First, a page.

‘In God We Trust’ Absent On New Mississippi License Plates After Atheists’ Lawsuit

2024 Mississippi License Plate example
Mississippi officials announced a new license plate design featuring a white background and a single magnolia at the center on Tuesday, May 2, 2023. The tag, which Leah Frances Eaton of Starkville designed as part of a State contest to choose a new one, does not include the words “In God We Trust,” which appeared on the old license plates. Image courtesy Mississippi Department of Revenue

Mississippi’s license plates will no longer feature the words “In God We Trust” after Gov. Tate Reeves unveiled a new design on Tuesday, featuring a white background with a single white magnolia flower like the one on the state flag at its center.

Reeves asked Mississippians to help design the new license plate in November 2022. The License Tag Commission—which includes the Mississippi governor, commissioner of revenue, state treasurer and attorney general—selected the winning design from more than 400 submissions. Reeves said the winner of the contest and the designer of the new plate is Leah Frances Eaton of Starkville, Miss.

“We had so many fantastic designs submitted that it was really tough to pick only one winner,” the governor said in a statement Tuesday. “The clear talent and creativity of Mississippians was well on display. We are excited to announce the new design and hope that drivers can enjoy showcasing it on road trips both near and far.”

Since 2019, Mississippi license plates have featured an off-center image of the Mississippi State Seal, which includes the words “In God We Trust.” Former Gov. Phil Bryant said in 2015 that adding “In God We Trust” to the state seal “professed our understanding of a higher power over the affairs of men.”

In June 2021, though, the Washington D.C.-based organization American Atheists and three Mississippi plaintiffs sued the State over the license plates, arguing that requiring nonreligious residents to display the words “In God We Trust” or pay a fee for an alternative tag violated their rights.

Reeves offered a defiant response in social media posts that same day.

“I know Mississippi’s values are our strength…and I meant it when I said as Governor I would defend our values every single day!” he tweeted. “I will defend ‘In God We Trust’ on our tag, on our flag, and on our state seal….Every. Single. Day.”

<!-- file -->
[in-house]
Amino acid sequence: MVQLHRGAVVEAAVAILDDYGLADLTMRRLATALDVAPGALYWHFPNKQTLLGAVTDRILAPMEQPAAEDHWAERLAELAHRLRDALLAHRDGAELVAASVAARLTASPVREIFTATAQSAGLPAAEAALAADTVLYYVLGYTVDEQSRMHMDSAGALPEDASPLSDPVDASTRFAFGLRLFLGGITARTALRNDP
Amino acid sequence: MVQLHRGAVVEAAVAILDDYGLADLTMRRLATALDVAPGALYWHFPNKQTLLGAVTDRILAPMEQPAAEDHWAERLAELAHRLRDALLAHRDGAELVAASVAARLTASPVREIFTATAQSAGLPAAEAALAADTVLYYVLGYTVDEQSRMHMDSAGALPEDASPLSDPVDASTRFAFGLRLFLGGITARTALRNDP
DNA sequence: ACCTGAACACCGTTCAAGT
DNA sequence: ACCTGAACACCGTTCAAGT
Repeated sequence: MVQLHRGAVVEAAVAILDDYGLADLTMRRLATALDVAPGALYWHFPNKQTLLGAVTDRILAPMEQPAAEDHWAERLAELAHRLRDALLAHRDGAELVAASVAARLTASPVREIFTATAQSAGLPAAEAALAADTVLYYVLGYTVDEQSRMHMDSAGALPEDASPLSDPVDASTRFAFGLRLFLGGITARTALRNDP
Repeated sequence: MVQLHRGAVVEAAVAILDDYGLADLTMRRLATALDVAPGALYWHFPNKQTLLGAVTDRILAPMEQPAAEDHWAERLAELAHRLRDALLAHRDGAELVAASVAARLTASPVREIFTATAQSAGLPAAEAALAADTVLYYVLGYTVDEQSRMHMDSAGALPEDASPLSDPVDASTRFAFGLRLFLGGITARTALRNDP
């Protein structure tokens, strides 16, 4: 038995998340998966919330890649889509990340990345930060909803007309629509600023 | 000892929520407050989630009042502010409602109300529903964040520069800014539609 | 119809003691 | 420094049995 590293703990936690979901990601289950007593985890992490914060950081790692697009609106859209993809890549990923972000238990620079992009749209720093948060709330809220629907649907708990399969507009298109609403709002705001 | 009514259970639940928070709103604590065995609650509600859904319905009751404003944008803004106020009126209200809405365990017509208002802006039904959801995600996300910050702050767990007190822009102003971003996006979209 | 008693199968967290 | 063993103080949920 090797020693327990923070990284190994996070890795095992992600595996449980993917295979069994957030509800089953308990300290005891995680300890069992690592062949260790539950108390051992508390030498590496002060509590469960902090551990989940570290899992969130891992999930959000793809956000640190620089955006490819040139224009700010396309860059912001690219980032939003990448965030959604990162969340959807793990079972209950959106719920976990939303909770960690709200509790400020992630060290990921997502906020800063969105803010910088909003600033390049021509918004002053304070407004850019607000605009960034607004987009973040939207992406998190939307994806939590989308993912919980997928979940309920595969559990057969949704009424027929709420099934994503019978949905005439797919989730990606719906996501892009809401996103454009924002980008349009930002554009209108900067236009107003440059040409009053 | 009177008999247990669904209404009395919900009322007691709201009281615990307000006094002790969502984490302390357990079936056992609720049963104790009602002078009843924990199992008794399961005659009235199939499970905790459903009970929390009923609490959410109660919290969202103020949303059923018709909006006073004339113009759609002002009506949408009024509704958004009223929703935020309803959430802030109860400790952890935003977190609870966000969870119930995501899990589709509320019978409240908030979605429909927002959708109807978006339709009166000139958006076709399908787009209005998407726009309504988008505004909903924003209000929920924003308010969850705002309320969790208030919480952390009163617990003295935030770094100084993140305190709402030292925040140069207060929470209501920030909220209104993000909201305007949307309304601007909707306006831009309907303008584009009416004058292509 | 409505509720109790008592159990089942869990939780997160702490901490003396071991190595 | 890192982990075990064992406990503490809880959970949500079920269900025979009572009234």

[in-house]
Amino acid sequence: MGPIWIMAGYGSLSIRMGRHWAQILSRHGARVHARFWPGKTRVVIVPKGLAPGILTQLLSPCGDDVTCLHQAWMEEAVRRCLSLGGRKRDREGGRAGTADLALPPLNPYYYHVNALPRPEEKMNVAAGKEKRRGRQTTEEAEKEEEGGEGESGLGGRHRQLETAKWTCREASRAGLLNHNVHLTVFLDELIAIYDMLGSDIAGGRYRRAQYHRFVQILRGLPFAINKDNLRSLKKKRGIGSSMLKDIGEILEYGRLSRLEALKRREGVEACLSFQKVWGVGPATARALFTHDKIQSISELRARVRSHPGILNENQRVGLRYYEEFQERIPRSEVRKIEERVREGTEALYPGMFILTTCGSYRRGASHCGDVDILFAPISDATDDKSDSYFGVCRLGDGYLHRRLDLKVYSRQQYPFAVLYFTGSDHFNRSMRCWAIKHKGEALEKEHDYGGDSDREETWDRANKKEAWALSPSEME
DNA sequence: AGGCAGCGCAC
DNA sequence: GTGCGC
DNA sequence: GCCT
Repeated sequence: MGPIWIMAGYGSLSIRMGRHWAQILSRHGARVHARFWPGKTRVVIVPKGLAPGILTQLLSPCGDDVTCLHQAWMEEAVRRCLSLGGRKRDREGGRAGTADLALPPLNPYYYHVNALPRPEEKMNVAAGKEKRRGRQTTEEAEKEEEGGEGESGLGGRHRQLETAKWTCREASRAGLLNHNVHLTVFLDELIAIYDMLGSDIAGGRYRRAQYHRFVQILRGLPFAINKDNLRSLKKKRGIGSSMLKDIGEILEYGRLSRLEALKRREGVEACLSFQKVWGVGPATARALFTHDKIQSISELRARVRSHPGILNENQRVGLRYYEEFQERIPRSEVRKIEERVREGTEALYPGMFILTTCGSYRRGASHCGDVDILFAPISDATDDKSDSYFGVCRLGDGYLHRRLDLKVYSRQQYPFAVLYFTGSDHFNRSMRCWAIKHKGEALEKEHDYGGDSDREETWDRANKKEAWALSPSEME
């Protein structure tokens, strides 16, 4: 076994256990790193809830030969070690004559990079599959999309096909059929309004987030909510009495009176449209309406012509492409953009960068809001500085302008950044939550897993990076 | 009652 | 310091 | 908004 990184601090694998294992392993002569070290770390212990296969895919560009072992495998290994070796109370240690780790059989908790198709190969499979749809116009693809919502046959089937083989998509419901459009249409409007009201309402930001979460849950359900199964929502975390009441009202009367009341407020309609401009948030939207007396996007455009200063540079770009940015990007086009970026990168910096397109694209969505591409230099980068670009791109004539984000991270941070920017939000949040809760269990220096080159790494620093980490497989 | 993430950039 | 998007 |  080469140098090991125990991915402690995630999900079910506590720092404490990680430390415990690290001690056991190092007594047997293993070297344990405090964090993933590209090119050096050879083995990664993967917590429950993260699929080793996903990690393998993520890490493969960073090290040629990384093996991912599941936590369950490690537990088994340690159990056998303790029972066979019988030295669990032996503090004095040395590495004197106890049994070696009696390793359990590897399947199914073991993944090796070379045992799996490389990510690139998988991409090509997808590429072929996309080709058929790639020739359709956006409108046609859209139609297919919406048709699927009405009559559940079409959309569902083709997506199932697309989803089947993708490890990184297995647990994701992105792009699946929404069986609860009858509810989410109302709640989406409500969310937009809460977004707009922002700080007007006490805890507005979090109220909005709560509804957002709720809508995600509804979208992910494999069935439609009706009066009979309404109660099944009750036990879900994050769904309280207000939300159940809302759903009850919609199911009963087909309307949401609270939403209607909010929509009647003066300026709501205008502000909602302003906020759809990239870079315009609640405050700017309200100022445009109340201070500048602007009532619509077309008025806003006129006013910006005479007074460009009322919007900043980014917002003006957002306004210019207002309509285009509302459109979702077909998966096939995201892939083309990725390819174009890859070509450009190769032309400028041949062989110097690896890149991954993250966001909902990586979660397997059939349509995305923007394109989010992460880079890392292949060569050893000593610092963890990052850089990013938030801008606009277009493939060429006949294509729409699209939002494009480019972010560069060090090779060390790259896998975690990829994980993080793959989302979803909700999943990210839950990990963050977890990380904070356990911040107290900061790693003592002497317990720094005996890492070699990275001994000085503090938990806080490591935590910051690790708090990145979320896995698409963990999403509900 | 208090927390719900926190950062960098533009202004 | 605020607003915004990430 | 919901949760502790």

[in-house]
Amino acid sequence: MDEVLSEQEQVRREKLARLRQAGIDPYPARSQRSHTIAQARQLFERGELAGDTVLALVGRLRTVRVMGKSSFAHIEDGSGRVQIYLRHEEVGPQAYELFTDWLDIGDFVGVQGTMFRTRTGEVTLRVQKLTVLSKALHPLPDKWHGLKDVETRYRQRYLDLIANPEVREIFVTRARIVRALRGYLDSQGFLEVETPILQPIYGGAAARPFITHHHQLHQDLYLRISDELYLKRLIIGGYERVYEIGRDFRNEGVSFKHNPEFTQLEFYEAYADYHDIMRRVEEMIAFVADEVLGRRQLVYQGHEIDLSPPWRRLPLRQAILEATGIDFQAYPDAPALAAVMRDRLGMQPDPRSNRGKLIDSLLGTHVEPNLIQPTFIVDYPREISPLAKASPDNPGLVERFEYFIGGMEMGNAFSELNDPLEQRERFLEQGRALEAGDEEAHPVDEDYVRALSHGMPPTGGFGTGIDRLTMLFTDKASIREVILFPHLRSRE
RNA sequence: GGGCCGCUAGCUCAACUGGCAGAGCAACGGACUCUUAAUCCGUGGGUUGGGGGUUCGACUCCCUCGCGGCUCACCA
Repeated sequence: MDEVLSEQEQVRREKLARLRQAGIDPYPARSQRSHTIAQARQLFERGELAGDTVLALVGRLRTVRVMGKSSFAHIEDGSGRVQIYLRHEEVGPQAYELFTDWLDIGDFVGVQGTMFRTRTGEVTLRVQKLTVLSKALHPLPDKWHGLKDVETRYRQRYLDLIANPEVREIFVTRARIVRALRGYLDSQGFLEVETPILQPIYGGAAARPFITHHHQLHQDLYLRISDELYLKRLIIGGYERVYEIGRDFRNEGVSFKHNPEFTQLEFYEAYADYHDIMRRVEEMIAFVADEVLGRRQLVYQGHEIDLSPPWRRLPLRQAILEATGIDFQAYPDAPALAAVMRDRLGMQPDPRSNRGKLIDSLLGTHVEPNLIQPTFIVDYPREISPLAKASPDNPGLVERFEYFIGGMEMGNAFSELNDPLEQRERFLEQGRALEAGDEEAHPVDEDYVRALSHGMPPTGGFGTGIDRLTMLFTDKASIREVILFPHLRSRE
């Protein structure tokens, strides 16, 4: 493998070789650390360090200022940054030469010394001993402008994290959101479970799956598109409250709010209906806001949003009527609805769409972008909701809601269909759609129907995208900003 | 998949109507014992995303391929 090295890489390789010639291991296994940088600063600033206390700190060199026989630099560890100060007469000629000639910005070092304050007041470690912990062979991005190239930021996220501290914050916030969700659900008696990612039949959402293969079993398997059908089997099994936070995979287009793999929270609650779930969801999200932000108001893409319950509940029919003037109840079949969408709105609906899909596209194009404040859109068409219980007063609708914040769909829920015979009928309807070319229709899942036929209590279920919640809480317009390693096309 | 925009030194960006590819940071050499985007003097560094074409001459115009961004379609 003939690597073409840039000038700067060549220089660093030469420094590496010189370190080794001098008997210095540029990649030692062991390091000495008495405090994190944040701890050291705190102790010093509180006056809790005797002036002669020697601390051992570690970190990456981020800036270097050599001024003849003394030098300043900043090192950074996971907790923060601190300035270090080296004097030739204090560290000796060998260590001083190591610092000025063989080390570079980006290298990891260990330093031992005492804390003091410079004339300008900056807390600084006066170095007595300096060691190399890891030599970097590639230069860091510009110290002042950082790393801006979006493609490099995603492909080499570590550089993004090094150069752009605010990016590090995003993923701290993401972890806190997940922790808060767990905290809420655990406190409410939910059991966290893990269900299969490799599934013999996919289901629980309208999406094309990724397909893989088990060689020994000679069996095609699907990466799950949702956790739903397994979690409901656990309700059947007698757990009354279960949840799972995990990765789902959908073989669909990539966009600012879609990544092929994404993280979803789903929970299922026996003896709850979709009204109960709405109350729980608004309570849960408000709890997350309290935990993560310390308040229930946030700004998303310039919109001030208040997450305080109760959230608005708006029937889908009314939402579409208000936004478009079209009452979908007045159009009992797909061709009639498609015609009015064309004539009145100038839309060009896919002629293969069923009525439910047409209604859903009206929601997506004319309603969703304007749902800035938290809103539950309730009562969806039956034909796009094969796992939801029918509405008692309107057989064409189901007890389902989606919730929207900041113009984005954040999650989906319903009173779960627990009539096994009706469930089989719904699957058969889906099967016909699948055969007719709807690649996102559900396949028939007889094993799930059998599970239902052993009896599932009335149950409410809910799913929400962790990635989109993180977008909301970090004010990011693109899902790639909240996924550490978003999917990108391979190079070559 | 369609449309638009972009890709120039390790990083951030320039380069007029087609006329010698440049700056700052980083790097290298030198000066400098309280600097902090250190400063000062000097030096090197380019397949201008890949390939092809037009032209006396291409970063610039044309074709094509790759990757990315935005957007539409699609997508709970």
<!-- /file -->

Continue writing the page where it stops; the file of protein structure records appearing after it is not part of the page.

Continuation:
In federal court, Mississippi Attorney General Lynn Fitch’s office argued that the “In God We Trust” license plates do not violate the rights of nonreligious Mississippians because they can use decals to cover up the offending words on the plates. The plaintiffs claimed that doing so would violate State law that prohibits doing anything that “covers or obstructs any portion of a license tag.”

In a March 2, 2023, order, U.S. District Judge for the Southern District of Mississippi Carlton W. Reeves showed sympathy to the plaintiff’s arguments but agreed in a March 2, 2023, order that the remedy would be to allow the plaintiffs to cover up the offending words.

“The Plaintiffs say that is cold comfort because over-zealous police officers and sheriff’s deputies will pull them over for obscuring ‘In God We Trust.’ Yes. That is an unavoidable risk. At the same time, a person subjected to such treatment is likely to prevail in his or her ensuing § 1983 lawsuit alleging a deprivation of constitutional rights,” he wrote.

Judge Reeves (no relation to Gov. Reeves) cited a 1977 U.S. Supreme Court case, Wooley v. Maynard, in which the court decided a group of Jehova’s Witnesses who faced fines for covering up the New Hampshire State motto “Live Free Or Die” had the right to do so.

Asked for comment from the governor’s office on the decision to choose a new tag without “In God We Trust” on it Tuesday, Gov. Reeves’ Communications Director Hunter Estes sent the following statement: “This was a statewide contest open to all Mississippians for submissions. We received hundreds of incredible designs that showcased the impressive talent of Mississippians. This design was the winner that was ultimately selected from those submissions.” The statement did not mention the absence of “In God We Trust.”

The Mississippi Free Press also contacted the Mississippi Department of Revenue on Tuesday to ask about the decision to choose a new tag without “In God We Trust” on it and whether the lawsuit had anything to do with it.

“I don’t think we have a reason why, that’s the design that was submitted,” department spokesperson Lexus Burns told the Mississippi Free Press. She said she would inquire further with officials in the department, but the department has not followed up as of press time Wednesday.

The State will begin issuing the new license plates in January 2024.

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